When “the opinion that Vrubel was a lone genius gained currency”, and later, when “the belief of Vrubel’s artistic uniqueness was shaken” and that “his art was more often evaluated in the context of the artistic style that came to be known as Art Nouveau”[48], Vrubel remained a symbol of the artist in the most sublime sense of the word - a carrier and guardian angel of creative spirit. The visionary gift lent to nebulous poetic reveries a visual obviousness and responded to the mystical anticipation of the reality of the unreal. Timeless - that what “belong[s] to any century” - recalled itself in the forms of time.

“I’m forever - alone! I’m forever - for everyone!” - once an alchemist, he was turning into a prophet. If not for everyone, then certainly for Blok and Valery Bryusov, Bely and Maximilian Voloshin - for those esoterically minded Symbolist and post-Symbolist poets who, fancifully combining the ontological ideas of Her- metism and Gnosticism, Rudolf Steiner’s new Rosicrucian- ism with an anthroposophical bent and Helena Blavatsky’s Theosophy, could see in Vrubel a clairvoyant artist “with an insane but blissful face. He is a messenger”[49].

Vrubel’s confession seemed like a sermon precisely in the same way as Wackenroder’s “Outpourings of an Art-Loving Friar” [“Herzensergleßungen elnes kunstlieb-enden Klosterbruders”] was an aesthetic programme of German Romanticism. This was no accident. Russian Symbolism made an attempt to be Romanticism in its pure form - “the spirit that flows under any coagulating form and finally blows it up”[50], in order to break through, relying on the “sixth sense”, to the sole reality - the reality of other ontological worlds. They alone are what fills life, art and the world with meaning.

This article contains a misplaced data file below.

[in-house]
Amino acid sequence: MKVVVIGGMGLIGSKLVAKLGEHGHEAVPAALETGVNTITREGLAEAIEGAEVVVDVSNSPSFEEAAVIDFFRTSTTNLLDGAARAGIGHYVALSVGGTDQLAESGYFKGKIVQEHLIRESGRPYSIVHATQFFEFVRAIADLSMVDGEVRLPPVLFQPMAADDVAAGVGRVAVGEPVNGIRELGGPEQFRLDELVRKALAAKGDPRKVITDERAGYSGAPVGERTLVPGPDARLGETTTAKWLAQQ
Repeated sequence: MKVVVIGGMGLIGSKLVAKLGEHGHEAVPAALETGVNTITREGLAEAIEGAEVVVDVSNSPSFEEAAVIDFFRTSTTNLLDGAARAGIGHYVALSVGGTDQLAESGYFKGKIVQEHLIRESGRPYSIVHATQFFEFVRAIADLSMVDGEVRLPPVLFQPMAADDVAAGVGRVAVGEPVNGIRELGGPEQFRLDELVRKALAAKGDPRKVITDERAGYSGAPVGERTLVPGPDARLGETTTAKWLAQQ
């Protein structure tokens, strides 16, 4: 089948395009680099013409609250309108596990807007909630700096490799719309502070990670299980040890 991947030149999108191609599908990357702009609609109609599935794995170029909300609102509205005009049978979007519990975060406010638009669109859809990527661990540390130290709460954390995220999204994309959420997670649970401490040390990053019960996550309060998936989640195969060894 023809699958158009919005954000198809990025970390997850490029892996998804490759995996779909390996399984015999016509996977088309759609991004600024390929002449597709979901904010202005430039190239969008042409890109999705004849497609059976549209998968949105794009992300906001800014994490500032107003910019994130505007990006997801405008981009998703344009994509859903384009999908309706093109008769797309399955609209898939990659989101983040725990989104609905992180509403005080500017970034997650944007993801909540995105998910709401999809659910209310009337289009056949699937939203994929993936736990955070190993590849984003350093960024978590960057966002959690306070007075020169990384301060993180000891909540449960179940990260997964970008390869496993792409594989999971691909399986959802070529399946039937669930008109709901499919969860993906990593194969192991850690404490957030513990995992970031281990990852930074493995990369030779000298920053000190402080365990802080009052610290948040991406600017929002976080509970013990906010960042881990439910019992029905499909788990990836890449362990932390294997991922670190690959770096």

Whereas the mainstream Symbolism in painting was oriented towards the Symbolist poetry "inexpressible in words” - “the more poetic, the more authentic”[51] - Vrubel’s art became the paradigm and one of the pillars of this poetry. The tragic and luciferous symbols born from painting and which acquired their inexhaustible fullness in it alone, not only reflected esoteric philosophemes and discourses, but also pre-dated them. They bore unique non-verbal meanings that cannot be deciphered, carrying that which discovers itself. Only a thought unuttered is what is genuine in the absolute sense: “what we cannot talk about, we must pass over in silence”[52].


  1. A. Blok. Noli tangere circulos meos. March 19, 1903 (March 16, 1918)
  2. Nikolai Berdyaev, Self-knowledge [Samopoznaniye], (Moscow, 1990), p. 152.
  3. V. Ivanov, Matters Native and Universal [Rodnoye i vselenskoye], (Moscow, 1994), pp. 155, 159.
  4. Vrubel. Correspondence. Memories of the Artist [Vrubel. Perepiska. Vospominaniya o khudozhnike], (Leningrad, 1976), p. 154.
  5. Ibid, p. 254.
  6. Alexandre Benois, My Memoirs [Moi vospominaniya], book 4, (Moscow, 1980), p. 190.
  7. Many aspects of the dialogue between A. Blok and M. Vrubel are highlighted in A. Rusakova’s book Symbolism in Russian Painting [Simvolizm v russkoy zhivopisi], (Moscow, 1995).
  8. Alexander Blok, On the Present Condition of Russian Symbolism [O sovremennom sostoyanii russ- kogo simvolizma], collected works in 6 volumes, vol. 4, (Leningrad, 1982), p. 145.
  9. A. Blok, Outline of an Article About Russian Poetry [Nabrosok stat'I o russkoy poezii], collected works, vol. 1, p. 469, vol. 5, p. 88.
  10. Vrubel. Correspondence [Vrubel. Perepiska], p. 259.
  11. Ibid, p. 167.
  12. Vasily Surikov, Letters. Memoirs About the Artist [Pis'ma. Vospomi- naniya o khudozhnike], (Leningrad, 1972), p. 268.
  13. V.F. Odoyevsky, The Sylph [Si'fida], collected works in 2 vol., vol. 2, (Moscow, 1981), p. 125.